If you're waiting for a self-driving, heavy-duty truck – those in the field prefer the term 'autonomous truck' – it's only ten years away, according to a recently-published report by Roland Berger Strategy Consultants GmbH.
"Limited self-driving trucks are not expected to reach series-production readiness before 2025. The technology is almost there, but legal hurdles have to be overcome," Sebastian Gundermann, partner in the consultancy's Automotive Competence Center, said in a prepared statement.
The report "On The Road Toward The Autonomous Truck: Opportunities For OEMs and Suppliers" notes that new legal frameworks are required before autonomous trucks can hit the road. In all U.S. states, autonomous trucks are prohibited on public roads although self-driving cars are permitted with conditions in three states: California, Florida and Michigan. One of the first and most obvious legal question is: who is responsible if the truck is in a crash? If the truck disobeys a traffic regulation, who gets the ticket? How are insurance premiums calculated? If the truck fails a roadside inspection, who accepts the citation?
Legal issues aside, the report notes that technical challenges lie ahead mainly in the area of sensors and the software that connects to them. "From a technical perspective, the main need for innovation is on the software side. Systems must orchestrate highly-complex driving behaviors and have a fail-operational architecture [systems that still work when control systems fail] that protects against technical failure and covers system malfunction," the report stated.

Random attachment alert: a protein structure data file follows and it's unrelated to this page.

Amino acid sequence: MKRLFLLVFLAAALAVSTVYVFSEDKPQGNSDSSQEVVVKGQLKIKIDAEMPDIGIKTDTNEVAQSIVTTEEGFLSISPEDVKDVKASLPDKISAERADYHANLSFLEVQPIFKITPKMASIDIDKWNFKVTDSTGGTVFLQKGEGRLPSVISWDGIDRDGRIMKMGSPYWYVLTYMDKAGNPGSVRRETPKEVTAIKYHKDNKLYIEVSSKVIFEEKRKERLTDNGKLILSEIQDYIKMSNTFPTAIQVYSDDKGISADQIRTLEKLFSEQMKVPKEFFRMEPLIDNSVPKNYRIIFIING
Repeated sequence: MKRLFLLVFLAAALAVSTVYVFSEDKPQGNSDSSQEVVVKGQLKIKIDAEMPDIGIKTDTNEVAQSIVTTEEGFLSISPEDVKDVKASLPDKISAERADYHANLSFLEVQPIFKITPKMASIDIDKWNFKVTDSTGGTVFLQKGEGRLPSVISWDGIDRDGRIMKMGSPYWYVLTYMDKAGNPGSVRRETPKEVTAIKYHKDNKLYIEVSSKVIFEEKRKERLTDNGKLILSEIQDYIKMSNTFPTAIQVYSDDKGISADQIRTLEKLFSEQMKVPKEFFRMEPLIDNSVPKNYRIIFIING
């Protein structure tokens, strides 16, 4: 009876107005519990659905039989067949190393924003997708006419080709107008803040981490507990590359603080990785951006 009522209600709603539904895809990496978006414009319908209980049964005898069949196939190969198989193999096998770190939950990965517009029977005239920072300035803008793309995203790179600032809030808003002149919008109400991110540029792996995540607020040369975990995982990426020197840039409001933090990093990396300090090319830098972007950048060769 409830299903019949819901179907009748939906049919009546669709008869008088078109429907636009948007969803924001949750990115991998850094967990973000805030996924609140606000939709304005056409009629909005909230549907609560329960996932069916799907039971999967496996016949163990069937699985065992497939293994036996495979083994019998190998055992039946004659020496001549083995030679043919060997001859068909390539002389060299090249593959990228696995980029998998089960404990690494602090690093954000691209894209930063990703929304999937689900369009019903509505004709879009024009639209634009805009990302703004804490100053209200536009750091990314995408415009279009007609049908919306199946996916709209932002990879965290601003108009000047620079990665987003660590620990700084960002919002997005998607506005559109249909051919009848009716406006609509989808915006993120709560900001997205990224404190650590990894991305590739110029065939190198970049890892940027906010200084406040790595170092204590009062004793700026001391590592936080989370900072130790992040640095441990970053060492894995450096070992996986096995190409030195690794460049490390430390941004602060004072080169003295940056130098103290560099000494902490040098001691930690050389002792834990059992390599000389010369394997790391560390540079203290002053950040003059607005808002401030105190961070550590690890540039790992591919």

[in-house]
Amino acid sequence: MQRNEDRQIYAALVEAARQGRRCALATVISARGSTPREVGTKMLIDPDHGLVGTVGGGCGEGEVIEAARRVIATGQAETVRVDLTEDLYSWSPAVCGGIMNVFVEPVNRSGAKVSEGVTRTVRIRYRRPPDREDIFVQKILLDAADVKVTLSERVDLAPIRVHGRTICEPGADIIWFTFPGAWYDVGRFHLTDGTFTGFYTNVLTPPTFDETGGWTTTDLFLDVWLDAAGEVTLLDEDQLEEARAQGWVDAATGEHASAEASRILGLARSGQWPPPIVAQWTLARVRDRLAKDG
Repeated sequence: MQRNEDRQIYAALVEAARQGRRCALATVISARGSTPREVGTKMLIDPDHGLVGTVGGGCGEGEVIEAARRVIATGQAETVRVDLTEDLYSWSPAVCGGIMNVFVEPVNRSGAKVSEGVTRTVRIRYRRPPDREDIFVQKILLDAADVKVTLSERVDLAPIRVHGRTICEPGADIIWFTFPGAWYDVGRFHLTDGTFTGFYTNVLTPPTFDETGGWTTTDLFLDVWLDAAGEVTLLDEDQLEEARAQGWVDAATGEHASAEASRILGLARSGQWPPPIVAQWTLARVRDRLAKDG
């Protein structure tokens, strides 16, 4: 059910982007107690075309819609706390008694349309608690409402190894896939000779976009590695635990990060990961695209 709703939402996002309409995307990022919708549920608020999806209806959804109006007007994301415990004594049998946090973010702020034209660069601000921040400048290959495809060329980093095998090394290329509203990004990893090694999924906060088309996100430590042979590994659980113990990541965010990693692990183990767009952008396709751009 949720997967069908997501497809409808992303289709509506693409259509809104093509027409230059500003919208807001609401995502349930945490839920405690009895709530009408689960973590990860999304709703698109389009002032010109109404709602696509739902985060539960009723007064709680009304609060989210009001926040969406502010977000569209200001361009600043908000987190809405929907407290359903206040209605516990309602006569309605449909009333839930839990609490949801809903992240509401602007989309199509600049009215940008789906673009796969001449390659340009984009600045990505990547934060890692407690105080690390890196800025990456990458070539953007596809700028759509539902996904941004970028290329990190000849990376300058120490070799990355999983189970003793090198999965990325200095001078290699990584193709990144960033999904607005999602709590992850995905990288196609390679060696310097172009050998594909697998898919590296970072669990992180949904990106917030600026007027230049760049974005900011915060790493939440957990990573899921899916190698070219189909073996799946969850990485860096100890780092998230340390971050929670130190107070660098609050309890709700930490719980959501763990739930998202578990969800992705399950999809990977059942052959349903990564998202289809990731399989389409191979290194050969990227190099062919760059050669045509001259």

This will take a huge amount of data crunching. "To process around 300 GB of data per hour, to integrate the truck with the cloud, and to implement stricter security mechanisms, the in-vehicle network will switch to IP-based communication. The key requirements of these architectures are safety and security. Systems must have a fail-operational architecture that can still function in the event of minor errors and have a safe mode in case of serious technical failure. Further, systems must be secure in order to prevent external access to the system."
All of this will not occur in one breakthrough moment, the authors say. It will occur incrementally in the following five stages with the first three already realized:
- In the first stage, trucks are not automated and assistance systems provide truck drivers with warning information in clearly-defined scenarios such as lane departure.
- In the next stage, vehicle systems actively assist the driver in clearly-defined driving scenarios such as in the event of lane departure and produce single function-responses such as steering changes.
- In the combined function automation stage, vehicles take over driver tasks but not driver responsibility. The driver must still be attentive and able to retake control when necessary.
- Under limited self-driving automation, the driver can engage in other activities while the truck, for example, chauffeurs the driver along the highway or through traffic jams.
- The final stage is full self-driving automation where the driver is practically no longer required.
And what of truck drivers? The report noted: "The second-largest cost factor, the driver, will still need to be in the cabin – at least for the next decade. However, in highly-automated trucks, drivers will now have time to engage in productive work like planning the next delivery or enjoying some leisure time."